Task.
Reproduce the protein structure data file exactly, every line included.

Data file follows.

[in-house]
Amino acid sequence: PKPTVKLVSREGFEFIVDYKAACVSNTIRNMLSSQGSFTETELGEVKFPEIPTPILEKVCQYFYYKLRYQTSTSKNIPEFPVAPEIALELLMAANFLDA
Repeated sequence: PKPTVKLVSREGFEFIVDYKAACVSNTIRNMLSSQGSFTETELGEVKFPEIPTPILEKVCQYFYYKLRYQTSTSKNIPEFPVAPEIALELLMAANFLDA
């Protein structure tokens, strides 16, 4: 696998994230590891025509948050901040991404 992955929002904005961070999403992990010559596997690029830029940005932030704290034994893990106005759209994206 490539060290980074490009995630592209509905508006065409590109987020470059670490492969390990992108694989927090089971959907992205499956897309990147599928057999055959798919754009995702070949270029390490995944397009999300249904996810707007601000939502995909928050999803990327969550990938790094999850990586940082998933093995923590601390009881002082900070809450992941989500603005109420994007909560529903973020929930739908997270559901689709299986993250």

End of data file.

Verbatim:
[in-house]
Amino acid sequence: PKPTVKLVSREGFEFIVDYKAACVSNTIRNMLSSQGSFTETELGEVKFPEIPTPILEKVCQYFYYKLRYQTSTSKNIPEFPVAPEIALELLMAANFLDA
Repeated sequence: PKPTVKLVSREGFEFIVDYKAACVSNTIRNMLSSQGSFTETELGEVKFPEIPTPILEKVCQYFYYKLRYQTSTSKNIPEFPVAPEIALELLMAANFLDA
């Protein structure tokens, strides 16, 4: 696998994230590891025509948050901040991404 992955929002904005961070999403992990010559596997690029830029940005932030704290034994893990106005759209994206 490539060290980074490009995630592209509905508006065409590109987020470059670490492969390990992108694989927090089971959907992205499956897309990147599928057999055959798919754009995702070949270029390490995944397009999300249904996810707007601000939502995909928050999803990327969550990938790094999850990586940082998933093995923590601390009881002082900070809450992941989500603005109420994007909560529903973020929930739908997270559901689709299986993250």